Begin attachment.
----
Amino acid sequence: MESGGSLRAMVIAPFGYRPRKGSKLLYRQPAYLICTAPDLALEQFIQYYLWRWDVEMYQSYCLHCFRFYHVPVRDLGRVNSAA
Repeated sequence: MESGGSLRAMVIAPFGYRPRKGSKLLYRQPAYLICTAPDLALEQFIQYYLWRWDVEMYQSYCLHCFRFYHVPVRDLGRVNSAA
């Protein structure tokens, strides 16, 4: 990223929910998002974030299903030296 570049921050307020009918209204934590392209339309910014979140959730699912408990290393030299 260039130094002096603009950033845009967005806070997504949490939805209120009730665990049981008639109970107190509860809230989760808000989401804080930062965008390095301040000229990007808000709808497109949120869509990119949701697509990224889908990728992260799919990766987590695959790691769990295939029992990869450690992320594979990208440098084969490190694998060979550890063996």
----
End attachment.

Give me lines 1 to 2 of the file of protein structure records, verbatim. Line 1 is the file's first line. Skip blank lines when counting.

Amino acid sequence: MESGGSLRAMVIAPFGYRPRKGSKLLYRQPAYLICTAPDLALEQFIQYYLWRWDVEMYQSYCLHCFRFYHVPVRDLGRVNSAA
Repeated sequence: MESGGSLRAMVIAPFGYRPRKGSKLLYRQPAYLICTAPDLALEQFIQYYLWRWDVEMYQSYCLHCFRFYHVPVRDLGRVNSAA